Bottom Line: Furthermore, in floral tissues enhanced pelargonidin production is detected.Microarray analysis using the gerbera 9K cDNA array revealed a highly predicted set of putative target genes for GMYB10 including new gene family members of both early and late biosynthetic genes of the flavonoid pathway.However, completely new candidate targets, such as a serine carboxypeptidase-like gene as well, as two new MYB domain factors, GMYB11 and GMYB12, whose exact function in phenylpropanoid biosynthesis is not clear yet, were also identified.

View Article: PubMed Central - PubMed

Affiliation: Department of Applied Biology, PO Box 27, 00014 University of Helsinki, Finland.

ABSTRACT
Genetic modification of the flavonoid pathway has been used to produce novel colours and colour patterns in ornamental plants as well as to modify the nutritional and pharmaceutical properties of food crops. It has been suggested that co-ordinate control of multiple steps of the pathway with the help of regulatory genes would lead to a more predictable control of metabolic flux. Regulation of anthocyanin biosynthesis has been studied in a common ornamental plant, Gerbera hybrida (Asteraceae). An R2R3-type MYB factor, GMYB10, shares high sequence similarity and is phylogenetically grouped together with previously characterized regulators of anthocyanin pigmentation. Ectopic expression of GMYB10 leads to strongly enhanced accumulation of anthocyanin pigments as well as to an altered pigmentation pattern in transgenic gerbera plants. Anthocyanin analysis indicates that GMYB10 specifically induces cyanidin biosynthesis in undifferentiated callus and in vegetative tissues. Furthermore, in floral tissues enhanced pelargonidin production is detected. Microarray analysis using the gerbera 9K cDNA array revealed a highly predicted set of putative target genes for GMYB10 including new gene family members of both early and late biosynthetic genes of the flavonoid pathway. However, completely new candidate targets, such as a serine carboxypeptidase-like gene as well, as two new MYB domain factors, GMYB11 and GMYB12, whose exact function in phenylpropanoid biosynthesis is not clear yet, were also identified.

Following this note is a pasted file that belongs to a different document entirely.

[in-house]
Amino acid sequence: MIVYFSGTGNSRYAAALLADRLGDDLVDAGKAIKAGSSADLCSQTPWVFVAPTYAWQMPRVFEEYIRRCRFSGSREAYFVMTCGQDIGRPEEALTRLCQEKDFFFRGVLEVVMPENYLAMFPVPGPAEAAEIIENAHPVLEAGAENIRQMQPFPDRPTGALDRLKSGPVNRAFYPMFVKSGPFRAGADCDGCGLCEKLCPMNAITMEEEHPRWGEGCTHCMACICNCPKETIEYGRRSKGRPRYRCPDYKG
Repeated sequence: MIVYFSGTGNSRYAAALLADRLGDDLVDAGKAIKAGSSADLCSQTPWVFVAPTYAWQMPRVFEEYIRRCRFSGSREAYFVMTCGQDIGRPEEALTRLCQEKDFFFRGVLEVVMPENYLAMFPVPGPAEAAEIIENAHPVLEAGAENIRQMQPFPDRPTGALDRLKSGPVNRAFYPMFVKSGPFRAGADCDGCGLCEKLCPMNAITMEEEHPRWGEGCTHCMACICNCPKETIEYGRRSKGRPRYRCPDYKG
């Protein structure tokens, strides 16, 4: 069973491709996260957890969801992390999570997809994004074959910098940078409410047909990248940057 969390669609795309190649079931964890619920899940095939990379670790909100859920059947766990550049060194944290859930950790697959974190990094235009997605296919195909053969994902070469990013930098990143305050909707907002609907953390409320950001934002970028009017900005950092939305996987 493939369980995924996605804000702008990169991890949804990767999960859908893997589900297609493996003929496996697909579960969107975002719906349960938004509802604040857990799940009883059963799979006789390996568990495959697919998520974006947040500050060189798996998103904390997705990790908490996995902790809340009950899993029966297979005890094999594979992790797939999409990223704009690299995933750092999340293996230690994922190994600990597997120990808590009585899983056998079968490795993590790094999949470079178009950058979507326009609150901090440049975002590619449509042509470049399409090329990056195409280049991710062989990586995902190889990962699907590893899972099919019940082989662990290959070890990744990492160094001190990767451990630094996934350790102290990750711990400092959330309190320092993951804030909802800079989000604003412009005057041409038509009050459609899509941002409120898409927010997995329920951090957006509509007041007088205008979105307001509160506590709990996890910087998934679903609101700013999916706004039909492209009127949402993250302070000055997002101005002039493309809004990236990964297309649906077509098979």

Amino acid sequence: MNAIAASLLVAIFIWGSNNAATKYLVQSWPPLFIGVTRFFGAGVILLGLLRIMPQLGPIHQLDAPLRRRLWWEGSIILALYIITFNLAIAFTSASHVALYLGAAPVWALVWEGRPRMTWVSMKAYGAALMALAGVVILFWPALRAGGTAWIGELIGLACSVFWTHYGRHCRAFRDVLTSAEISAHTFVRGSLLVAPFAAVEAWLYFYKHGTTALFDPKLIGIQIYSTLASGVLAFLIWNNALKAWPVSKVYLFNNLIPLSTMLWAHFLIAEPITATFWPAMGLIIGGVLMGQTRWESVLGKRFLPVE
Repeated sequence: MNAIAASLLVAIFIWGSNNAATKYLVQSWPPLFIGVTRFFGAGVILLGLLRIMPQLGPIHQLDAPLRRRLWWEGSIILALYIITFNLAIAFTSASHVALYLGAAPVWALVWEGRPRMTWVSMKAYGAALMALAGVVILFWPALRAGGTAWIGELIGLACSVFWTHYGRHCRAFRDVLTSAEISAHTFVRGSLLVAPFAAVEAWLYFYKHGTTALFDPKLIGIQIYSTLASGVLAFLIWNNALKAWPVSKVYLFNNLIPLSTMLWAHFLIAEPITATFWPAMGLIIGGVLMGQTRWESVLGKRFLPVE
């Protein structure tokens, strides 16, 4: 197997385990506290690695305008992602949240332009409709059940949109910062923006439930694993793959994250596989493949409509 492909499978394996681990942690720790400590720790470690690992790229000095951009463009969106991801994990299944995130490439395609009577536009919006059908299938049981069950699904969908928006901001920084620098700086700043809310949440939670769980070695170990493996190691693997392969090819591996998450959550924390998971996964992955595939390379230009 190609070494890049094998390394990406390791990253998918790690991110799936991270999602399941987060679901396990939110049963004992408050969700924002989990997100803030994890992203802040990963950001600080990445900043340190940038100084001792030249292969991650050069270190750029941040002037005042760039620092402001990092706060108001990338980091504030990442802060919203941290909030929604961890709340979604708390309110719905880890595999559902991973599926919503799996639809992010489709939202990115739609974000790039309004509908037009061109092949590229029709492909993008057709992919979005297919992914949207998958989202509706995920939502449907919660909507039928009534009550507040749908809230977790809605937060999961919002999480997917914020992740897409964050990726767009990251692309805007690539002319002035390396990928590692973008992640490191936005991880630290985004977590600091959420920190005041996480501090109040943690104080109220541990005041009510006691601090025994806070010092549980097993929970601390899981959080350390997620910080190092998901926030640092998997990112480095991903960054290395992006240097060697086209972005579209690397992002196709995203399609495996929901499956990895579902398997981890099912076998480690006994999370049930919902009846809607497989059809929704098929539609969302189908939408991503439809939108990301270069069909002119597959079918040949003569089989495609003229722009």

Show MeSH
Related in: MedlinePlus